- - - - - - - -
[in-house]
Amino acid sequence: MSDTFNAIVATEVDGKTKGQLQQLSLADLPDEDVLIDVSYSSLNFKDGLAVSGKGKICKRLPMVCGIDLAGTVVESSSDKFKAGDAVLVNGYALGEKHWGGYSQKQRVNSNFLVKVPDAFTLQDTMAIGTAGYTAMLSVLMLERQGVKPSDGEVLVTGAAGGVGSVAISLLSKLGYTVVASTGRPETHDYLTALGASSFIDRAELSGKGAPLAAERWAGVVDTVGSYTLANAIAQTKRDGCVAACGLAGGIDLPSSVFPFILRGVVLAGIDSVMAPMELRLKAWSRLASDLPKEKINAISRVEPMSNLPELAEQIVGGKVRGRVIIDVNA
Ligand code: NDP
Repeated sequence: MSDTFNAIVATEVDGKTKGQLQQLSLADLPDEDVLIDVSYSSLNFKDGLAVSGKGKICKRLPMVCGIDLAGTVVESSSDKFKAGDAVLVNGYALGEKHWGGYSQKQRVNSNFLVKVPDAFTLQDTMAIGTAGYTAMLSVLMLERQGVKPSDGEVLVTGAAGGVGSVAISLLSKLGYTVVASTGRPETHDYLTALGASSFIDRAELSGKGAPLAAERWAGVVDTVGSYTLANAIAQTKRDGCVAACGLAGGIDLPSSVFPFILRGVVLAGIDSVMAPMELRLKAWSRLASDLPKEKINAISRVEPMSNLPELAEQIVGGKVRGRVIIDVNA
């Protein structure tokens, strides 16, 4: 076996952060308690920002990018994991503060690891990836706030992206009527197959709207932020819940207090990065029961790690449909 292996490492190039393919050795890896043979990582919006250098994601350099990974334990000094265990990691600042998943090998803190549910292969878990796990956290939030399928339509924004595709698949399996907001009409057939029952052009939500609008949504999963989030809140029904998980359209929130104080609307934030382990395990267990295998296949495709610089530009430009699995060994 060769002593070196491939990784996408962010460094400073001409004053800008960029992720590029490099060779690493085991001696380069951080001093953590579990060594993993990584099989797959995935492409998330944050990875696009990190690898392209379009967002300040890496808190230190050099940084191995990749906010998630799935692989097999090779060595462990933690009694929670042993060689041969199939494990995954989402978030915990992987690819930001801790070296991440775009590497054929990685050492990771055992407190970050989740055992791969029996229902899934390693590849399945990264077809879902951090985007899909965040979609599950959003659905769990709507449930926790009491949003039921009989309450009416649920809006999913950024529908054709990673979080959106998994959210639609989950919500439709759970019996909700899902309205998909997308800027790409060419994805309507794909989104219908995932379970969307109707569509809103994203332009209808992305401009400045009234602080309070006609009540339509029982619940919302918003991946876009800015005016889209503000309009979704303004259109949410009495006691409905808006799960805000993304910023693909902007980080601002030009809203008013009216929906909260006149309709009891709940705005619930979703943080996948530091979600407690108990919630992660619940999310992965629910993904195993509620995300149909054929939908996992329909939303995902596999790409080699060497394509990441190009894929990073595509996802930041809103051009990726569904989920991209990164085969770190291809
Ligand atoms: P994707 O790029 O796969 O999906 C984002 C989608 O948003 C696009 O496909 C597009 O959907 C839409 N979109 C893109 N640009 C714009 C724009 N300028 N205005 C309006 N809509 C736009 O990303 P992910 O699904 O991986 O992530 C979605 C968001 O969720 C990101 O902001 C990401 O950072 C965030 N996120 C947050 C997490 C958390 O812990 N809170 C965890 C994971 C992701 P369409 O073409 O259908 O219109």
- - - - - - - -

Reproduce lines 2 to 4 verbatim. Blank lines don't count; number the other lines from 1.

Amino acid sequence: MSDTFNAIVATEVDGKTKGQLQQLSLADLPDEDVLIDVSYSSLNFKDGLAVSGKGKICKRLPMVCGIDLAGTVVESSSDKFKAGDAVLVNGYALGEKHWGGYSQKQRVNSNFLVKVPDAFTLQDTMAIGTAGYTAMLSVLMLERQGVKPSDGEVLVTGAAGGVGSVAISLLSKLGYTVVASTGRPETHDYLTALGASSFIDRAELSGKGAPLAAERWAGVVDTVGSYTLANAIAQTKRDGCVAACGLAGGIDLPSSVFPFILRGVVLAGIDSVMAPMELRLKAWSRLASDLPKEKINAISRVEPMSNLPELAEQIVGGKVRGRVIIDVNA
Ligand code: NDP
Repeated sequence: MSDTFNAIVATEVDGKTKGQLQQLSLADLPDEDVLIDVSYSSLNFKDGLAVSGKGKICKRLPMVCGIDLAGTVVESSSDKFKAGDAVLVNGYALGEKHWGGYSQKQRVNSNFLVKVPDAFTLQDTMAIGTAGYTAMLSVLMLERQGVKPSDGEVLVTGAAGGVGSVAISLLSKLGYTVVASTGRPETHDYLTALGASSFIDRAELSGKGAPLAAERWAGVVDTVGSYTLANAIAQTKRDGCVAACGLAGGIDLPSSVFPFILRGVVLAGIDSVMAPMELRLKAWSRLASDLPKEKINAISRVEPMSNLPELAEQIVGGKVRGRVIIDVNA